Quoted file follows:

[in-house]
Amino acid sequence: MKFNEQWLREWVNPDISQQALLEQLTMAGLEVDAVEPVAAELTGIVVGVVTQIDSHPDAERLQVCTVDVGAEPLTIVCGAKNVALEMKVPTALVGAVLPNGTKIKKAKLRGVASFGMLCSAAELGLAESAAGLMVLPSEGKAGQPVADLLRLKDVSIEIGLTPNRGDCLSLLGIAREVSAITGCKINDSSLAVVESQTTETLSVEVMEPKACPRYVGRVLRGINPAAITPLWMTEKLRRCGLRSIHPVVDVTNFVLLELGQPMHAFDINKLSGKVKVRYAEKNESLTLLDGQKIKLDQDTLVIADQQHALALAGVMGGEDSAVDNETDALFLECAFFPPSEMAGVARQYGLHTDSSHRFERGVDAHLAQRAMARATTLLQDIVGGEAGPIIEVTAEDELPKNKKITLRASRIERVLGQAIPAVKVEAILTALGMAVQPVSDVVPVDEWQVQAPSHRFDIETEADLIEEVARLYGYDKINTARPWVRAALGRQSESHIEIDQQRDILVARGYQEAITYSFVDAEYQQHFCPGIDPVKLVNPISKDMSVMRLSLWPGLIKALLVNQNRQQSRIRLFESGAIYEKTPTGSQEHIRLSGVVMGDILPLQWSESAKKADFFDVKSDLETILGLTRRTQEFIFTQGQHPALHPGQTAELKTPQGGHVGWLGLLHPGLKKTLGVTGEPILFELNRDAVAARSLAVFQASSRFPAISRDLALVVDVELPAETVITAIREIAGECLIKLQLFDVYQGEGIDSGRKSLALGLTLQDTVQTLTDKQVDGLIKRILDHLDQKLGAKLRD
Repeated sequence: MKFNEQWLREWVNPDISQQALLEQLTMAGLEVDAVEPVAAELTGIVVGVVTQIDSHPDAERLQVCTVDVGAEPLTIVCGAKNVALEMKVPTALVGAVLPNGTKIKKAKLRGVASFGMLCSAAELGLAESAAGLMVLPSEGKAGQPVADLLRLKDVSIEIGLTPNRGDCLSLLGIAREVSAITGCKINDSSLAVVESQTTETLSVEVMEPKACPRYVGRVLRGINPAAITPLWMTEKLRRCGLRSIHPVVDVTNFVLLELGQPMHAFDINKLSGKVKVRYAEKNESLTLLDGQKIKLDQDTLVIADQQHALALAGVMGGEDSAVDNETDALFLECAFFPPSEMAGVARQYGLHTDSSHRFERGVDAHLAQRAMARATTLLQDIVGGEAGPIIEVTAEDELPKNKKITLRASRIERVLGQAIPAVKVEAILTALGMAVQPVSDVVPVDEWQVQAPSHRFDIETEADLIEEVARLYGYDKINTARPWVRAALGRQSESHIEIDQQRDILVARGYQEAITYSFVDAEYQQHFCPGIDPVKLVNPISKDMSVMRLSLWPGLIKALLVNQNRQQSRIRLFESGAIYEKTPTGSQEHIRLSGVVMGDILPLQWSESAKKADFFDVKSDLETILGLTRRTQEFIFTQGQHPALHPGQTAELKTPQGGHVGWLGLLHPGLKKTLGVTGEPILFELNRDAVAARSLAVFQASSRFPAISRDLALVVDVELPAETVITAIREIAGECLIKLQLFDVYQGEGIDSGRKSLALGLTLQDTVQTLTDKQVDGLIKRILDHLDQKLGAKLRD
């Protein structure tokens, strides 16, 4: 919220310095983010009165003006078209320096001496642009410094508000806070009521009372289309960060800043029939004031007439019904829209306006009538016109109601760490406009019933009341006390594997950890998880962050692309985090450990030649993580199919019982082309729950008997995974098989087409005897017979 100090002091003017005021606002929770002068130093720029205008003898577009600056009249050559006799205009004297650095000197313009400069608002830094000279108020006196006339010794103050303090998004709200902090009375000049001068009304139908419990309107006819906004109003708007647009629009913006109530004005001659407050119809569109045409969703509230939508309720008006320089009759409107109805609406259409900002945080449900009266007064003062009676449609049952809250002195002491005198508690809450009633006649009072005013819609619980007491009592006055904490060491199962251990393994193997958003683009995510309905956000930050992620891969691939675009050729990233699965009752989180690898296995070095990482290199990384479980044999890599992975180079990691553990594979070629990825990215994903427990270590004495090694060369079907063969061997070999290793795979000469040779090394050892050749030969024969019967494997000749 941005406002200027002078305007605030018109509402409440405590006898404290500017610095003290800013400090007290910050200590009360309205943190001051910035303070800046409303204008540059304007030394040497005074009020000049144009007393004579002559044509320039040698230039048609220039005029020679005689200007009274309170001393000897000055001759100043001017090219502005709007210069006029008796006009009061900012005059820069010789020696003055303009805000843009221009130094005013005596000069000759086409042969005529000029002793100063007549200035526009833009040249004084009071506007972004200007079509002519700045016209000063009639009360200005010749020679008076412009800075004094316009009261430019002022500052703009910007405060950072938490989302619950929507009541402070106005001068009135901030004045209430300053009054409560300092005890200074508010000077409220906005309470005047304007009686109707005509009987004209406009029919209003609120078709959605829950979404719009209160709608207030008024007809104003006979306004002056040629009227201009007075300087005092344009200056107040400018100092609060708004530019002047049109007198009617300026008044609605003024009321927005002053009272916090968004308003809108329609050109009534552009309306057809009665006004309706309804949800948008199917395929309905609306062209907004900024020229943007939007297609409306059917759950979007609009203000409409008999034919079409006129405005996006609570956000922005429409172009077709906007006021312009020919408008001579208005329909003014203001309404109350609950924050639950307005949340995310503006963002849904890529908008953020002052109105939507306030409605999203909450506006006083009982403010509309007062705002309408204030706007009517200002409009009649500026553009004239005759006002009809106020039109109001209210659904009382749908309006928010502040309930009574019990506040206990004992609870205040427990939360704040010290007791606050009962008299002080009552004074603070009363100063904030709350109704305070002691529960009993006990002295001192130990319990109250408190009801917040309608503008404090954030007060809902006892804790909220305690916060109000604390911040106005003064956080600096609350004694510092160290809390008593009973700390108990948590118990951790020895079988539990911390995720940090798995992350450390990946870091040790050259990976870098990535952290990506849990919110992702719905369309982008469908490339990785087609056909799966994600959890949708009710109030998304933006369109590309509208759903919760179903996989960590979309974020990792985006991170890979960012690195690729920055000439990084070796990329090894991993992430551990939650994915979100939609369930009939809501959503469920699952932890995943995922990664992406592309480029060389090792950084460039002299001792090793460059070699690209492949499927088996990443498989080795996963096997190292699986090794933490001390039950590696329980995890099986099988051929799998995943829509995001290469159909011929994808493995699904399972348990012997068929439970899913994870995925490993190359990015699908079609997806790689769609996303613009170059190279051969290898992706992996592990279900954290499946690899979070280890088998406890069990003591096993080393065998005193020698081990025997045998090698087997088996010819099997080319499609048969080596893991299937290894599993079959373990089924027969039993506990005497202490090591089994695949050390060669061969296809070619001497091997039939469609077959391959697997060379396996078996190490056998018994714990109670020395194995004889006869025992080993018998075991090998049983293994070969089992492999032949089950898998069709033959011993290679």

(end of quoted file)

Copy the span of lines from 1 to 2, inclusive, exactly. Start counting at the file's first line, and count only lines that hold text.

[in-house]
Amino acid sequence: MKFNEQWLREWVNPDISQQALLEQLTMAGLEVDAVEPVAAELTGIVVGVVTQIDSHPDAERLQVCTVDVGAEPLTIVCGAKNVALEMKVPTALVGAVLPNGTKIKKAKLRGVASFGMLCSAAELGLAESAAGLMVLPSEGKAGQPVADLLRLKDVSIEIGLTPNRGDCLSLLGIAREVSAITGCKINDSSLAVVESQTTETLSVEVMEPKACPRYVGRVLRGINPAAITPLWMTEKLRRCGLRSIHPVVDVTNFVLLELGQPMHAFDINKLSGKVKVRYAEKNESLTLLDGQKIKLDQDTLVIADQQHALALAGVMGGEDSAVDNETDALFLECAFFPPSEMAGVARQYGLHTDSSHRFERGVDAHLAQRAMARATTLLQDIVGGEAGPIIEVTAEDELPKNKKITLRASRIERVLGQAIPAVKVEAILTALGMAVQPVSDVVPVDEWQVQAPSHRFDIETEADLIEEVARLYGYDKINTARPWVRAALGRQSESHIEIDQQRDILVARGYQEAITYSFVDAEYQQHFCPGIDPVKLVNPISKDMSVMRLSLWPGLIKALLVNQNRQQSRIRLFESGAIYEKTPTGSQEHIRLSGVVMGDILPLQWSESAKKADFFDVKSDLETILGLTRRTQEFIFTQGQHPALHPGQTAELKTPQGGHVGWLGLLHPGLKKTLGVTGEPILFELNRDAVAARSLAVFQASSRFPAISRDLALVVDVELPAETVITAIREIAGECLIKLQLFDVYQGEGIDSGRKSLALGLTLQDTVQTLTDKQVDGLIKRILDHLDQKLGAKLRD